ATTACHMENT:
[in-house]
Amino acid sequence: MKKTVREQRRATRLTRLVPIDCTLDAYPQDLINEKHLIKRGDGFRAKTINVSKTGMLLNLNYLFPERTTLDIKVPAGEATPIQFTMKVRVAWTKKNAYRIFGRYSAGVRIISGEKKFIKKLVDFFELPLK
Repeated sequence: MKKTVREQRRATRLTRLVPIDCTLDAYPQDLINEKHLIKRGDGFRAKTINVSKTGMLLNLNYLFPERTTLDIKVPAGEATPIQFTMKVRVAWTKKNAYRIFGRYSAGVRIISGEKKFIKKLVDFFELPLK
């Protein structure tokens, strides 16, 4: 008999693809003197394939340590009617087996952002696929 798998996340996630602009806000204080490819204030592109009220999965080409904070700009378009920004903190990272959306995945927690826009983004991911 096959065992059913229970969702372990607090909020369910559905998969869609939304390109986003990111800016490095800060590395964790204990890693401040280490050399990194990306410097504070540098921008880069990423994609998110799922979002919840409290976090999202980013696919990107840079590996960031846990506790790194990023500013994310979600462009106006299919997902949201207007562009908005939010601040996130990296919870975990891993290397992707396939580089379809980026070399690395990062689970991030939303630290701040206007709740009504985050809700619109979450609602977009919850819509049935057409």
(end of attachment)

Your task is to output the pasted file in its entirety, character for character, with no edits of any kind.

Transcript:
[in-house]
Amino acid sequence: MKKTVREQRRATRLTRLVPIDCTLDAYPQDLINEKHLIKRGDGFRAKTINVSKTGMLLNLNYLFPERTTLDIKVPAGEATPIQFTMKVRVAWTKKNAYRIFGRYSAGVRIISGEKKFIKKLVDFFELPLK
Repeated sequence: MKKTVREQRRATRLTRLVPIDCTLDAYPQDLINEKHLIKRGDGFRAKTINVSKTGMLLNLNYLFPERTTLDIKVPAGEATPIQFTMKVRVAWTKKNAYRIFGRYSAGVRIISGEKKFIKKLVDFFELPLK
């Protein structure tokens, strides 16, 4: 008999693809003197394939340590009617087996952002696929 798998996340996630602009806000204080490819204030592109009220999965080409904070700009378009920004903190990272959306995945927690826009983004991911 096959065992059913229970969702372990607090909020369910559905998969869609939304390109986003990111800016490095800060590395964790204990890693401040280490050399990194990306410097504070540098921008880069990423994609998110799922979002919840409290976090999202980013696919990107840079590996960031846990506790790194990023500013994310979600462009106006299919997902949201207007562009908005939010601040996130990296919870975990891993290397992707396939580089379809980026070399690395990062689970991030939303630290701040206007709740009504985050809700619109979450609602977009919850819509049935057409």